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  • SomeoneStoleMyNick

    @ DM yes, I wish we could just drop the Thatcherite idea that the Victorian age was a golden age. Read your Dickens, for goodness' sake. For most people, the nineteenth century was hell.

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  • Michael - the spellchecker is provided by your own browser, not by a web page.

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  • @M O'Niell, Buckingham Palace has a relationship to the cityscape? Come off it! It turns its back on a 6 lane roadway and roundabout (bigger than anything running through Wakefield), I suppose you wouldn't admit to The Mall being created by 'Road Engineers'

    The points you make are all well and good, but how come Hong Kong and New York can make vibrant decent cityscapes with modern 'corporate' architecture. Its mainly because they rejected to dull, soul-destroying boulevard approach that classical planning is so desperate to enact. London was thankfully saved from Wrens disastrous masterplan, with the corporate city revelling in its ancient street plan.

    Architects need to engage more publicly with the likes of Peter Ackroyd, Tristram Hunt et al, and convince the public about the unspoken good things that are happening.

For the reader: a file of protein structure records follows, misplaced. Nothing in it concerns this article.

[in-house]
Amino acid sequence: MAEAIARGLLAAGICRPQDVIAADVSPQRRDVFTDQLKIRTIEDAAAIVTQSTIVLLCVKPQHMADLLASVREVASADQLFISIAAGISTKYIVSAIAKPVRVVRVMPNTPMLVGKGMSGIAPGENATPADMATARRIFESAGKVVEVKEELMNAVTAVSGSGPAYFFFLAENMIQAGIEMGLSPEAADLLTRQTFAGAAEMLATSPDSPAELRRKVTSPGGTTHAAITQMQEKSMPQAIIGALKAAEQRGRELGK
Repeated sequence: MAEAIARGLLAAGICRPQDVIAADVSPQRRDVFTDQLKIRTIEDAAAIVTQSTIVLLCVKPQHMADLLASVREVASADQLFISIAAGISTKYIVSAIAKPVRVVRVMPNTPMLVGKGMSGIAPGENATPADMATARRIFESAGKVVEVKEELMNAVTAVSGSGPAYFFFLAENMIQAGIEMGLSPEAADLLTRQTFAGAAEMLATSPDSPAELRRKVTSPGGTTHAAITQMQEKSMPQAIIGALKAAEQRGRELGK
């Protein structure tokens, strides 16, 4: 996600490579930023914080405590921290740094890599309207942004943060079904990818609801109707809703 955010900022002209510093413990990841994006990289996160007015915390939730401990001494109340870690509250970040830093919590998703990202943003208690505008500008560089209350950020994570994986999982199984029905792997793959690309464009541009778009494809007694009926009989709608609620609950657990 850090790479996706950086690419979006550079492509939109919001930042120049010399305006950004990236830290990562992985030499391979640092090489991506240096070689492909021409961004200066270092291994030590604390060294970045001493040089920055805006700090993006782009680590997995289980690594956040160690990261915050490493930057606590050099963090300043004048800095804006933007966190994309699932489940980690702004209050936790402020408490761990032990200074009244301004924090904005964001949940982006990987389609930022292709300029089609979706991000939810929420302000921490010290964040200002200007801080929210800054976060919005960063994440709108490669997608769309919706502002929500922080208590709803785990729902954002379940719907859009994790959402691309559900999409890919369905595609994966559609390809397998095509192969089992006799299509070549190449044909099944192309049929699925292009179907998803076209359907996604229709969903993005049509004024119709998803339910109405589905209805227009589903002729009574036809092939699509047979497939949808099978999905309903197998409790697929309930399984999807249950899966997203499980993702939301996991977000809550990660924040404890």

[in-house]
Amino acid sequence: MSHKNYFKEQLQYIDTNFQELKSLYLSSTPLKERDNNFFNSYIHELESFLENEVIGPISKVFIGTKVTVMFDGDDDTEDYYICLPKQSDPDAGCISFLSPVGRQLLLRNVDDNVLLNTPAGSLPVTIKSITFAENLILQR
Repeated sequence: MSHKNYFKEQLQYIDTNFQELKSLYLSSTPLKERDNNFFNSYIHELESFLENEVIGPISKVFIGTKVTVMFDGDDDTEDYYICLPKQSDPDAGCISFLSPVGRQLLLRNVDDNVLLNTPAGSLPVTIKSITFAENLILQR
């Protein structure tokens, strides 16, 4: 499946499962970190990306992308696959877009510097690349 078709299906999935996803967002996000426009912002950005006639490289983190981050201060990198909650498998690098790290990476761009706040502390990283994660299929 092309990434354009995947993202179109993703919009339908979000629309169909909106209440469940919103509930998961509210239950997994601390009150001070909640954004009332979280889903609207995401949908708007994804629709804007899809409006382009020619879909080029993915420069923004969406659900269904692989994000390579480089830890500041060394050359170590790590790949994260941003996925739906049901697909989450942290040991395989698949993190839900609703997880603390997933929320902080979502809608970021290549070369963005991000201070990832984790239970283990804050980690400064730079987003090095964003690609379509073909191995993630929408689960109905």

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  • What 1960's motorway runs through the centre of Wakefield? If Chipperfield is referring to Doncaster Road and Chantry Bridge (adjacent the Hepworth) then this road actually forms a physical and mental barrier between the old Chantry Church and his Gallery. The scheme could've been very different if the road wasn't in the way. Sadly Chipperfield and the Hepworth have missed a trick. The scheme should have an access from the bridge on Doncaster Road as the current entrance is hidden away and does not relate to any pedestrian flows from the city centre. Anyway the 1960s motorways are a fait accomplis.

    If I was Chipperfield, I'd be more concerned about what the more recent interventions have done to Wakefield's city centre such as Marsh Way (commercial retail development in which one of the anchors Sainsburys pulled out of in less than a year's trading and moved back to its old store) and David's Adjaye's marketplace - a standalone 'iconic' building that bears no resemblance to context and more importantly does not function as a good market hall! Yet this disaster of a building that people hate and is not as succesful as the previous 1960s marketplace is considered to be good 'architecture'. Surely good architecture must function as its purpose too. Can you imagine if you bought an ipod because it looked good but then found out it cuoldn't play music?

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  • Funny, I happen to have a rather pejorative attitude towards Chipperfield's work, which I happen to find rather overly cautious...